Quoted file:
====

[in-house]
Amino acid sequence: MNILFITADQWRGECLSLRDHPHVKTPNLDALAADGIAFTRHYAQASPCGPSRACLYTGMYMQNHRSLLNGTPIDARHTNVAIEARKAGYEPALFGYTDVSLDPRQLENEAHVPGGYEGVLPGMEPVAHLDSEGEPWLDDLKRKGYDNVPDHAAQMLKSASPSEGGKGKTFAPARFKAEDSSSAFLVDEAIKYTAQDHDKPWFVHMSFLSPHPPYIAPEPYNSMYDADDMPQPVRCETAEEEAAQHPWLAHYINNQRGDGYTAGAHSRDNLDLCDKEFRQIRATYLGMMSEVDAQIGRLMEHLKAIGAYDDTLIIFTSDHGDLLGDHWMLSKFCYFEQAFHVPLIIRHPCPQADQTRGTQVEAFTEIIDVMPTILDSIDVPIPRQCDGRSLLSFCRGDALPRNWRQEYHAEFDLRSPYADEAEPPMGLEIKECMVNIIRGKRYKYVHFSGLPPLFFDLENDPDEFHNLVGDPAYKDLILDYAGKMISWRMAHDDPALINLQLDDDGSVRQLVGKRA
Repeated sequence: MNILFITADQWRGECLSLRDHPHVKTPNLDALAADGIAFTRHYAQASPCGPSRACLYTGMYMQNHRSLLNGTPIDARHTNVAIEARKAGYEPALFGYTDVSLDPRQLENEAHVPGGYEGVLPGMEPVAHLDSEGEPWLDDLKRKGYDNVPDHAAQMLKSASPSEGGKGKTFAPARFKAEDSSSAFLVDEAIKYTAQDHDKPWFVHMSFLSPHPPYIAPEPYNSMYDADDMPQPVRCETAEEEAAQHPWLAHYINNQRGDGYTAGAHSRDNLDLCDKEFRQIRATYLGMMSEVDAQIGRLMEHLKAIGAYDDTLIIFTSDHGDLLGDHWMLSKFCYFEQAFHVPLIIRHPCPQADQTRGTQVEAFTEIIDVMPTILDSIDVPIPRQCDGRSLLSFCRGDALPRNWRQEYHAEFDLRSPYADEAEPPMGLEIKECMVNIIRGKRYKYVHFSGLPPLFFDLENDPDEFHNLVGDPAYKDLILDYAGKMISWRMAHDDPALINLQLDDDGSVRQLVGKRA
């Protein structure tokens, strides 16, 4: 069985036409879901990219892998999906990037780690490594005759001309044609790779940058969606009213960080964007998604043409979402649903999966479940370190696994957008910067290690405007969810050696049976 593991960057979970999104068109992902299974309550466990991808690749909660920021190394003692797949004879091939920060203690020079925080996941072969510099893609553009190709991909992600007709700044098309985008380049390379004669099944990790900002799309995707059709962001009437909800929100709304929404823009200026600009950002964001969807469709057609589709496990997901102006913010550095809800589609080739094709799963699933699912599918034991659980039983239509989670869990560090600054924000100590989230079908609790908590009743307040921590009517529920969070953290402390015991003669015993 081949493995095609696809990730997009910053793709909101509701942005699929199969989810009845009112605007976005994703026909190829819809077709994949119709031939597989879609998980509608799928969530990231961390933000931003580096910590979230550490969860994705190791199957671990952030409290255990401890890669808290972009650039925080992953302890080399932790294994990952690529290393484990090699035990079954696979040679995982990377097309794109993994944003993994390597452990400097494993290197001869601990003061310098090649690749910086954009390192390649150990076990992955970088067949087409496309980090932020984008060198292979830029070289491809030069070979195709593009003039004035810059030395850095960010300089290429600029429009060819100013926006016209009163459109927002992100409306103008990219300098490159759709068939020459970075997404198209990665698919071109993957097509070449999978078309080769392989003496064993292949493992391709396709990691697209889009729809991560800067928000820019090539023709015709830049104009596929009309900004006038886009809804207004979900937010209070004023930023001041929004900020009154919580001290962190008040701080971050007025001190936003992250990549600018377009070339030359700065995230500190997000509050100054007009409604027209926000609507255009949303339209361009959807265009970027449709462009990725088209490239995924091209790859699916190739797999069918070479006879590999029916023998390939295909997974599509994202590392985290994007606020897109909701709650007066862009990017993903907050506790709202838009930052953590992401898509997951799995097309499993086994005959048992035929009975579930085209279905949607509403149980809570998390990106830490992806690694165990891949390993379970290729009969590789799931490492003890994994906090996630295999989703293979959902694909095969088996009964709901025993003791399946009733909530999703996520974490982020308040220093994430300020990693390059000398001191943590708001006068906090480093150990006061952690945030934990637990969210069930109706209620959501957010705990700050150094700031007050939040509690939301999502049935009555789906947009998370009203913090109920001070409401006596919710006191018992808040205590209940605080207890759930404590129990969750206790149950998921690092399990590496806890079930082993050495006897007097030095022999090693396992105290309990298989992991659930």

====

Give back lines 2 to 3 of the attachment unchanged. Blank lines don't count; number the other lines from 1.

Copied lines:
Amino acid sequence: MNILFITADQWRGECLSLRDHPHVKTPNLDALAADGIAFTRHYAQASPCGPSRACLYTGMYMQNHRSLLNGTPIDARHTNVAIEARKAGYEPALFGYTDVSLDPRQLENEAHVPGGYEGVLPGMEPVAHLDSEGEPWLDDLKRKGYDNVPDHAAQMLKSASPSEGGKGKTFAPARFKAEDSSSAFLVDEAIKYTAQDHDKPWFVHMSFLSPHPPYIAPEPYNSMYDADDMPQPVRCETAEEEAAQHPWLAHYINNQRGDGYTAGAHSRDNLDLCDKEFRQIRATYLGMMSEVDAQIGRLMEHLKAIGAYDDTLIIFTSDHGDLLGDHWMLSKFCYFEQAFHVPLIIRHPCPQADQTRGTQVEAFTEIIDVMPTILDSIDVPIPRQCDGRSLLSFCRGDALPRNWRQEYHAEFDLRSPYADEAEPPMGLEIKECMVNIIRGKRYKYVHFSGLPPLFFDLENDPDEFHNLVGDPAYKDLILDYAGKMISWRMAHDDPALINLQLDDDGSVRQLVGKRA
Repeated sequence: MNILFITADQWRGECLSLRDHPHVKTPNLDALAADGIAFTRHYAQASPCGPSRACLYTGMYMQNHRSLLNGTPIDARHTNVAIEARKAGYEPALFGYTDVSLDPRQLENEAHVPGGYEGVLPGMEPVAHLDSEGEPWLDDLKRKGYDNVPDHAAQMLKSASPSEGGKGKTFAPARFKAEDSSSAFLVDEAIKYTAQDHDKPWFVHMSFLSPHPPYIAPEPYNSMYDADDMPQPVRCETAEEEAAQHPWLAHYINNQRGDGYTAGAHSRDNLDLCDKEFRQIRATYLGMMSEVDAQIGRLMEHLKAIGAYDDTLIIFTSDHGDLLGDHWMLSKFCYFEQAFHVPLIIRHPCPQADQTRGTQVEAFTEIIDVMPTILDSIDVPIPRQCDGRSLLSFCRGDALPRNWRQEYHAEFDLRSPYADEAEPPMGLEIKECMVNIIRGKRYKYVHFSGLPPLFFDLENDPDEFHNLVGDPAYKDLILDYAGKMISWRMAHDDPALINLQLDDDGSVRQLVGKRA